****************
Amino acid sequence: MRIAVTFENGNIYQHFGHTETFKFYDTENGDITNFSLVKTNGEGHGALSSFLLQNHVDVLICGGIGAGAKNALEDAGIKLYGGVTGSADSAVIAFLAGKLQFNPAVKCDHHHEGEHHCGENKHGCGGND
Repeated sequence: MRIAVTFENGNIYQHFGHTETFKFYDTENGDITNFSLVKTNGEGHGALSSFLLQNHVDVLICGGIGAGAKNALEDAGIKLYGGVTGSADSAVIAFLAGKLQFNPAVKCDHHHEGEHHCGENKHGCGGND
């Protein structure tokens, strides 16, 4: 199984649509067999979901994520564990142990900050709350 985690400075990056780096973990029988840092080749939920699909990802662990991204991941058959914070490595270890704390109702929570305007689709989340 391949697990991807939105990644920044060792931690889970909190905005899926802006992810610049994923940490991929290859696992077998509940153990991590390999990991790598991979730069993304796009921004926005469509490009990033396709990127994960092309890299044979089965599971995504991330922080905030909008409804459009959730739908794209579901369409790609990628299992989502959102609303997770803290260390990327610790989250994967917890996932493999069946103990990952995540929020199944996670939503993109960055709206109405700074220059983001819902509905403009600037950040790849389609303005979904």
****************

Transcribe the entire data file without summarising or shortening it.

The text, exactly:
Amino acid sequence: MRIAVTFENGNIYQHFGHTETFKFYDTENGDITNFSLVKTNGEGHGALSSFLLQNHVDVLICGGIGAGAKNALEDAGIKLYGGVTGSADSAVIAFLAGKLQFNPAVKCDHHHEGEHHCGENKHGCGGND
Repeated sequence: MRIAVTFENGNIYQHFGHTETFKFYDTENGDITNFSLVKTNGEGHGALSSFLLQNHVDVLICGGIGAGAKNALEDAGIKLYGGVTGSADSAVIAFLAGKLQFNPAVKCDHHHEGEHHCGENKHGCGGND
């Protein structure tokens, strides 16, 4: 199984649509067999979901994520564990142990900050709350 985690400075990056780096973990029988840092080749939920699909990802662990991204991941058959914070490595270890704390109702929570305007689709989340 391949697990991807939105990644920044060792931690889970909190905005899926802006992810610049994923940490991929290859696992077998509940153990991590390999990991790598991979730069993304796009921004926005469509490009990033396709990127994960092309890299044979089965599971995504991330922080905030909008409804459009959730739908794209579901369409790609990628299992989502959102609303997770803290260390990327610790989250994967917890996932493999069946103990990952995540929020199944996670939503993109960055709206109405700074220059983001819902509905403009600037950040790849389609303005979904």